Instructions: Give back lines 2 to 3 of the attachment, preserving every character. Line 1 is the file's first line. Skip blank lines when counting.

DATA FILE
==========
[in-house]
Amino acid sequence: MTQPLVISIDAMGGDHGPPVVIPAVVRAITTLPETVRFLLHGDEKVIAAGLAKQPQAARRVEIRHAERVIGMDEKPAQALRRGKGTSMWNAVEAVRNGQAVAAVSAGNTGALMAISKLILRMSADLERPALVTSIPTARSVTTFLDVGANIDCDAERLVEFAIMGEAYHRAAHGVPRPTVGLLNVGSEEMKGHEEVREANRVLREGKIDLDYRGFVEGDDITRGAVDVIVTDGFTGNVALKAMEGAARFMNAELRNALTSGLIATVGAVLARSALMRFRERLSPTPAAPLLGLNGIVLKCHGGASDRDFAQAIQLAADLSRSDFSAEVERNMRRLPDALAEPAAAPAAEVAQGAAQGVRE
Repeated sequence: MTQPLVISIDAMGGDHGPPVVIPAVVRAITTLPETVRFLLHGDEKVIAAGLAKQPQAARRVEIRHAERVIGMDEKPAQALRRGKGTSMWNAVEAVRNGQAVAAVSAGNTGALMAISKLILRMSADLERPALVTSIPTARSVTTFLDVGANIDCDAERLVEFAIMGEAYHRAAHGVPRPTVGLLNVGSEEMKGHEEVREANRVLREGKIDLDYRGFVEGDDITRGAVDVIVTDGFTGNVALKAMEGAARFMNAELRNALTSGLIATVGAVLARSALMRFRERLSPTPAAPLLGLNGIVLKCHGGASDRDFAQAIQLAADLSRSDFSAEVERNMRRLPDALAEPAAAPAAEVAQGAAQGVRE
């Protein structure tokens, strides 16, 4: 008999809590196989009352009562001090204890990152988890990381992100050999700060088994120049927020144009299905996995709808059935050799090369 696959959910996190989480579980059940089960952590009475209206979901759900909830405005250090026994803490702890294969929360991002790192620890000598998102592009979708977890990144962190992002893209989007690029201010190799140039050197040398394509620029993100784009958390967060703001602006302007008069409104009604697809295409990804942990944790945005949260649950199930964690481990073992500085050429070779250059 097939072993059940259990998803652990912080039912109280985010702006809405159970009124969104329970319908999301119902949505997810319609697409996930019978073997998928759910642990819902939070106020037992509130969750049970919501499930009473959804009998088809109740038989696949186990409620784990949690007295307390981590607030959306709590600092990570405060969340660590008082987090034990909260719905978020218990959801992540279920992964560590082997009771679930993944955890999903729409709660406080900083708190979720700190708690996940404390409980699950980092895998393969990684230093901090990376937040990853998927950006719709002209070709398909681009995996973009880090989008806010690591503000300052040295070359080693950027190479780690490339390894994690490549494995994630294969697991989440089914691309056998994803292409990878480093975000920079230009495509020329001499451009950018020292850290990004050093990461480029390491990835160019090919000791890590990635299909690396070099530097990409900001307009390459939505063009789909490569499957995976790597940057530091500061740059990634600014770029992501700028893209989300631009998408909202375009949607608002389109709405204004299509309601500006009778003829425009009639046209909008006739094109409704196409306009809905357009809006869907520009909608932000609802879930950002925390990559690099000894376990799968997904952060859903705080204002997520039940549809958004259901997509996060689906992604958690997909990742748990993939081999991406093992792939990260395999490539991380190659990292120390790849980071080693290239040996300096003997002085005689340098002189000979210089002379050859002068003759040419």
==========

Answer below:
Amino acid sequence: MTQPLVISIDAMGGDHGPPVVIPAVVRAITTLPETVRFLLHGDEKVIAAGLAKQPQAARRVEIRHAERVIGMDEKPAQALRRGKGTSMWNAVEAVRNGQAVAAVSAGNTGALMAISKLILRMSADLERPALVTSIPTARSVTTFLDVGANIDCDAERLVEFAIMGEAYHRAAHGVPRPTVGLLNVGSEEMKGHEEVREANRVLREGKIDLDYRGFVEGDDITRGAVDVIVTDGFTGNVALKAMEGAARFMNAELRNALTSGLIATVGAVLARSALMRFRERLSPTPAAPLLGLNGIVLKCHGGASDRDFAQAIQLAADLSRSDFSAEVERNMRRLPDALAEPAAAPAAEVAQGAAQGVRE
Repeated sequence: MTQPLVISIDAMGGDHGPPVVIPAVVRAITTLPETVRFLLHGDEKVIAAGLAKQPQAARRVEIRHAERVIGMDEKPAQALRRGKGTSMWNAVEAVRNGQAVAAVSAGNTGALMAISKLILRMSADLERPALVTSIPTARSVTTFLDVGANIDCDAERLVEFAIMGEAYHRAAHGVPRPTVGLLNVGSEEMKGHEEVREANRVLREGKIDLDYRGFVEGDDITRGAVDVIVTDGFTGNVALKAMEGAARFMNAELRNALTSGLIATVGAVLARSALMRFRERLSPTPAAPLLGLNGIVLKCHGGASDRDFAQAIQLAADLSRSDFSAEVERNMRRLPDALAEPAAAPAAEVAQGAAQGVRE